Delegates from the National Council of the Boy Scouts of America will gather next week in Grapevine, Texas to vote on whether they will change their membership policy that has been against “open and avowed” homosexuality regarding youth members of the Boy Scouts.
Breitbart News reported in April that, with years of severe pressure from some legislators, Boy Scout officials would consider ending their ban on openly gay scouts, while they continue their long-standing policy on banning openly gay adult leaders.
Will the Boy Scouts of America admit openly gay boys to its membership? Cathy Ruse, a senior fellow for Legal Studies at the Family Research Council says, “Don’t count on it.”
In an article at Real Clear Religion, Ruse observes that, on Wednesday, the National Catholic Committee on Scouting (NCCS) released a statement about the anticipated vote that outlines important guidelines for Catholic delegates.
The first principle, Ruse notes, is that those inclined toward homosexuality must be treated with dignity and respect, based on the fundamental belief of the Church that every person is made in the image and likeness of God.
In addition, the NCCS statement asserts the Church’s teaching that homosexual acts are objectively and intrinsically disordered, and contrary to natural law. Consequently, homosexuality cannot be approved under any circumstances.
The NCCS statement affirms that “the Church reserves the right to seek to place those who live by its teachings in leadership positions that serve our youth, as well as the right to continue to call our young people to live by the teachings of our faith and by moral truth which can be known by all.”
Ruse asks, “Why speak of ‘leadership positions’ when the resolution addresses only youth membership?”
The reason is that the Boy Scouts often allow youth members to apply for leadership positions with significant authority over younger members in the troop. A change in the youth policy would allow open homosexuality on the part of older teens who enter leadership positions.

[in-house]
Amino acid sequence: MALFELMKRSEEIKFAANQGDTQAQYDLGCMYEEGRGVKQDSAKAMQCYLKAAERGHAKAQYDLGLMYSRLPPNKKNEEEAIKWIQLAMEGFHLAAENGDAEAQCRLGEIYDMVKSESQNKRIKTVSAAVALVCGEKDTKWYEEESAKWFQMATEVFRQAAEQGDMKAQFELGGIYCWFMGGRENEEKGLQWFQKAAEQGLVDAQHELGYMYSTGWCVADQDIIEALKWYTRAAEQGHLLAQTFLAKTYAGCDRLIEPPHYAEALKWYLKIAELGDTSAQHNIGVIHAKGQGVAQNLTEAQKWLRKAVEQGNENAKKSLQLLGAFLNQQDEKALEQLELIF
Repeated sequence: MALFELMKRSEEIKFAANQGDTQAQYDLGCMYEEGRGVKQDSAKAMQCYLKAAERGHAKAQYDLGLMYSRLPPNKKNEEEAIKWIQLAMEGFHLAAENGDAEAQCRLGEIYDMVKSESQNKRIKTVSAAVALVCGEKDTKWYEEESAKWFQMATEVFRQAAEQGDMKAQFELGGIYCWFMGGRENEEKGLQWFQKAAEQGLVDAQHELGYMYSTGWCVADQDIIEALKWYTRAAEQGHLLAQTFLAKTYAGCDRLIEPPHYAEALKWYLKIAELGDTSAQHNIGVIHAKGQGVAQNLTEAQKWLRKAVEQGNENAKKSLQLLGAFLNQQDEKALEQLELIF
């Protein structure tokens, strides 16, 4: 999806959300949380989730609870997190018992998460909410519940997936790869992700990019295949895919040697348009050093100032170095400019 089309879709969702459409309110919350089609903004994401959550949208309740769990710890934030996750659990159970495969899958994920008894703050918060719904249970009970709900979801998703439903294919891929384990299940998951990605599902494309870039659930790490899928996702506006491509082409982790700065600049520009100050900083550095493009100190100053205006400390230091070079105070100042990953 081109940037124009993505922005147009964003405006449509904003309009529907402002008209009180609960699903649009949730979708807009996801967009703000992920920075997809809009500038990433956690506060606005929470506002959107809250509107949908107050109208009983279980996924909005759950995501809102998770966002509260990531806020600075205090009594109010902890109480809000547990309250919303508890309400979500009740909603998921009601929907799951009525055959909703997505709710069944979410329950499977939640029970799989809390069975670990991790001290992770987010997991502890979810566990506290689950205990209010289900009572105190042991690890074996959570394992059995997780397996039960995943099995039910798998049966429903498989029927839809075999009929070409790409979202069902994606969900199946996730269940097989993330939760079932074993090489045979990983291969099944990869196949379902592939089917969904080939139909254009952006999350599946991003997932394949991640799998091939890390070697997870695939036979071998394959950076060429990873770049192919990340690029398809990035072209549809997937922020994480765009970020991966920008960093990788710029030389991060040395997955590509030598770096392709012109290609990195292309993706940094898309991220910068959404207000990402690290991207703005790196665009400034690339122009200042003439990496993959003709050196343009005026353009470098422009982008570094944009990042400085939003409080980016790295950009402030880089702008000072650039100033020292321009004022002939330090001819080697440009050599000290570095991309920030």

In addition, as Ruse observes, if the delegates approve a change in youth policy, the practical and legal outcome will be a change in policy for adult leaders as well.
What will happen to a gay Eagle Scout the moment he turns 18, and he suddenly becomes banned? Under the new policy, some action against the scout will be required, but few, if any, troop leaders would want to enforce the rule. Ruse asserts that “a de facto change in the rule for adults will occur almost immediately.”
Ruse goes on to say that the new policy would also forfeit the legal victory the Boy Scouts won at the Supreme Court over a decade ago. In America v. Dale, the Scouts were sued for unlawful discrimination because of its membership policy, but the High Court ruled that the policy is constitutional under the First Amendment’s protection of the rights to free speech and association.
However, a bifurcated, “incoherent new ‘speech,'” Ruse says, will leave no legal basis for the courts to uphold the prohibitory portion of the policy.
Ruse states that, in a recent survey conducted by Boy Scout officials, 72 percent of the chartering organizations oppose a change to the policy. That percentage, she concludes, corresponds almost exactly with that of chartering organizations that are faith-based, many of which are Catholic parishes.